But is it fair? Is it a tradition that has a firm grip on reality or the slippery Flora-coated fingers of an old Frank Haffey?

There are many instances that the advocates of the tradition would put forward in addition to the 1961 debacle. The afternoon in September 1885 when Arbroath put 36 goals past the despairing fingers of the keeper of a team called Bon Accord for one.

It was the first round of the Scottish Cup, and even before the kick-off it was reported that the difference in class between he two teams was apparent – Bon Accord turning out in a variety of different-coloured shirts, working trousers supported by braces and no boots. In Contrast Arbroath were kitted out in neat maroon shirts and white shorts.

Nevertheless, Bon Accord’s luckless keeper, Andrew Lornie, could hardly have expected what was about to befall him. In a game described by the Arbroath Guide as ‘the most amusing football match ever seen’, the home team forwards ran amok, firing 15 past Lornie before the whistle for half-time.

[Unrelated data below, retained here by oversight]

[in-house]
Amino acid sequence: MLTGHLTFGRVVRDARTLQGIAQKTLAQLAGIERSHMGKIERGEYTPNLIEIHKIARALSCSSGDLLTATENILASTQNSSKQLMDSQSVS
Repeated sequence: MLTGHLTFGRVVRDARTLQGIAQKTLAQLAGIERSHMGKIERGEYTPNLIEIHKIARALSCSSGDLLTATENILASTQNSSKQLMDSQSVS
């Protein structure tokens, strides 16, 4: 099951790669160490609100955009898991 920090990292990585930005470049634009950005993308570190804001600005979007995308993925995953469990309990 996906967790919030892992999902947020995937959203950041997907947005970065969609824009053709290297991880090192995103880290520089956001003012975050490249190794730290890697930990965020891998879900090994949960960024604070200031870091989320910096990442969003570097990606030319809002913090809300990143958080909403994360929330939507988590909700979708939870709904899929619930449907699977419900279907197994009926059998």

Lornie was ordinarily a right-half with no experience of goalkeeping – he had agreed to fill in in the absence of Bon Accord’s normal keeper. It is said that he wasn’t to blame for a good 20 of the goals, but it is nevertheless also rumoured that he retired from the game soon after, a tad embarrassed at his inclusion in the record books.

At the other end, the Arbroath keeper Jim Milne had the quietest afternoon of his career – he didn’t touch the ball once. On a day that saw the heavens open, not only on his opponents, Milne sought refuge from the rain under a spectator’s umbrella and lit up a pipe. Mmmm, Condor! (I’ve also read an account of this match that has Lornie under the brolly smoking a pipe, which would explain a lot – Historical Ed)

It didn’t help the reputation of Scottish goalkeepers, nor indeed Scottish football in general, that on that very same afternoon, less than 20 miles away, Dundee Harps were putting a mere 35 goals past Aberdeen Rovers’ goalkeeper. For a brief, euphoric moment they must have believed that they were about to enter the record books for the highest tally of goals ever scored.